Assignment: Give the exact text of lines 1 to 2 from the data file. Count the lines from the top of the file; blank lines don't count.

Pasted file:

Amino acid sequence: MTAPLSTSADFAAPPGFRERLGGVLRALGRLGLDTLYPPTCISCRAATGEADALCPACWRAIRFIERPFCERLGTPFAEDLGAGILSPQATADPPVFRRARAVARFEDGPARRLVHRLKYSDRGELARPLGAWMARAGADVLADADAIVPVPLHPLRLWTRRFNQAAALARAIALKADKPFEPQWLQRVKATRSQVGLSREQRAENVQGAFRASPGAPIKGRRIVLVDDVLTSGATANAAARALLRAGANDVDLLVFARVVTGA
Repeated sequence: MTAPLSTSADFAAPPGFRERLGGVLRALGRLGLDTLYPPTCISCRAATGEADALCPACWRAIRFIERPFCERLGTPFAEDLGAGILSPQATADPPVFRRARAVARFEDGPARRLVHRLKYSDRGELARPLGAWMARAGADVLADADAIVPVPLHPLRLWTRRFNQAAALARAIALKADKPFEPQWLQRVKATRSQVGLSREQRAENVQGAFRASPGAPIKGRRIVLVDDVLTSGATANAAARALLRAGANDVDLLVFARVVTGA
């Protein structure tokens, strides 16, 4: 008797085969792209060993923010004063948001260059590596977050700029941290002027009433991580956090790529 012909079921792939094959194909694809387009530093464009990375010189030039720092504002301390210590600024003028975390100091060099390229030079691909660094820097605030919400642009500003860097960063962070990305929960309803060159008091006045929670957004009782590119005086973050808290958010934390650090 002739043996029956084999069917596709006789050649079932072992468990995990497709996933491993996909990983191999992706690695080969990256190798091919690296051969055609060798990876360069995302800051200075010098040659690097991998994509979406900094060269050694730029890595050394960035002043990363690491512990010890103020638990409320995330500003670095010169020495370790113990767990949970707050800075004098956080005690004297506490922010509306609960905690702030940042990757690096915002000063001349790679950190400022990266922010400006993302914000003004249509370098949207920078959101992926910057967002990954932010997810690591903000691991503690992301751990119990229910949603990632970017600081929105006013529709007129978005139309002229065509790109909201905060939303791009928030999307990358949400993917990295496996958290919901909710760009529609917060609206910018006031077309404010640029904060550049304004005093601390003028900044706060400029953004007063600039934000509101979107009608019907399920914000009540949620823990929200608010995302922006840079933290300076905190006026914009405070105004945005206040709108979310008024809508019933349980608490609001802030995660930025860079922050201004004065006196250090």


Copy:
Amino acid sequence: MTAPLSTSADFAAPPGFRERLGGVLRALGRLGLDTLYPPTCISCRAATGEADALCPACWRAIRFIERPFCERLGTPFAEDLGAGILSPQATADPPVFRRARAVARFEDGPARRLVHRLKYSDRGELARPLGAWMARAGADVLADADAIVPVPLHPLRLWTRRFNQAAALARAIALKADKPFEPQWLQRVKATRSQVGLSREQRAENVQGAFRASPGAPIKGRRIVLVDDVLTSGATANAAARALLRAGANDVDLLVFARVVTGA
Repeated sequence: MTAPLSTSADFAAPPGFRERLGGVLRALGRLGLDTLYPPTCISCRAATGEADALCPACWRAIRFIERPFCERLGTPFAEDLGAGILSPQATADPPVFRRARAVARFEDGPARRLVHRLKYSDRGELARPLGAWMARAGADVLADADAIVPVPLHPLRLWTRRFNQAAALARAIALKADKPFEPQWLQRVKATRSQVGLSREQRAENVQGAFRASPGAPIKGRRIVLVDDVLTSGATANAAARALLRAGANDVDLLVFARVVTGA